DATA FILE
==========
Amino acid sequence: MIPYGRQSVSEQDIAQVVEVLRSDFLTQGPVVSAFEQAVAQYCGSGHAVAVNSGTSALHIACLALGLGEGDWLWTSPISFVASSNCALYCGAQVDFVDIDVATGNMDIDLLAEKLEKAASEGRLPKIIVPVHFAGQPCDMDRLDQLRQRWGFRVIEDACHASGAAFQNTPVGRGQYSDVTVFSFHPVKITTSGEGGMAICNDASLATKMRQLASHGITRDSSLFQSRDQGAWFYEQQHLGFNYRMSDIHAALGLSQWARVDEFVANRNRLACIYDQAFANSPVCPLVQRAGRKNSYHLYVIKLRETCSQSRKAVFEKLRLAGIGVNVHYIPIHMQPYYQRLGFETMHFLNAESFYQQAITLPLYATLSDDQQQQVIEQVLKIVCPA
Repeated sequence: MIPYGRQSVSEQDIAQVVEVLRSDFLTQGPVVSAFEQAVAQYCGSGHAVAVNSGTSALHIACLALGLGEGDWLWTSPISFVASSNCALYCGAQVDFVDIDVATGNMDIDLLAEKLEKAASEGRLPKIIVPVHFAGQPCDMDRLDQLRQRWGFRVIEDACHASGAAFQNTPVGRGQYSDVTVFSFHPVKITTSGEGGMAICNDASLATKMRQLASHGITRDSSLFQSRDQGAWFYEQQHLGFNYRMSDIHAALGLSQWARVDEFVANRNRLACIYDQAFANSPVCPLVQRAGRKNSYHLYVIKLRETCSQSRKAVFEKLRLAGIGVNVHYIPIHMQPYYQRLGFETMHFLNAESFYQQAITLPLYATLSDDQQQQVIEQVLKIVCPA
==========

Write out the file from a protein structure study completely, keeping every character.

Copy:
Amino acid sequence: MIPYGRQSVSEQDIAQVVEVLRSDFLTQGPVVSAFEQAVAQYCGSGHAVAVNSGTSALHIACLALGLGEGDWLWTSPISFVASSNCALYCGAQVDFVDIDVATGNMDIDLLAEKLEKAASEGRLPKIIVPVHFAGQPCDMDRLDQLRQRWGFRVIEDACHASGAAFQNTPVGRGQYSDVTVFSFHPVKITTSGEGGMAICNDASLATKMRQLASHGITRDSSLFQSRDQGAWFYEQQHLGFNYRMSDIHAALGLSQWARVDEFVANRNRLACIYDQAFANSPVCPLVQRAGRKNSYHLYVIKLRETCSQSRKAVFEKLRLAGIGVNVHYIPIHMQPYYQRLGFETMHFLNAESFYQQAITLPLYATLSDDQQQQVIEQVLKIVCPA
Repeated sequence: MIPYGRQSVSEQDIAQVVEVLRSDFLTQGPVVSAFEQAVAQYCGSGHAVAVNSGTSALHIACLALGLGEGDWLWTSPISFVASSNCALYCGAQVDFVDIDVATGNMDIDLLAEKLEKAASEGRLPKIIVPVHFAGQPCDMDRLDQLRQRWGFRVIEDACHASGAAFQNTPVGRGQYSDVTVFSFHPVKITTSGEGGMAICNDASLATKMRQLASHGITRDSSLFQSRDQGAWFYEQQHLGFNYRMSDIHAALGLSQWARVDEFVANRNRLACIYDQAFANSPVCPLVQRAGRKNSYHLYVIKLRETCSQSRKAVFEKLRLAGIGVNVHYIPIHMQPYYQRLGFETMHFLNAESFYQQAITLPLYATLSDDQQQQVIEQVLKIVCPA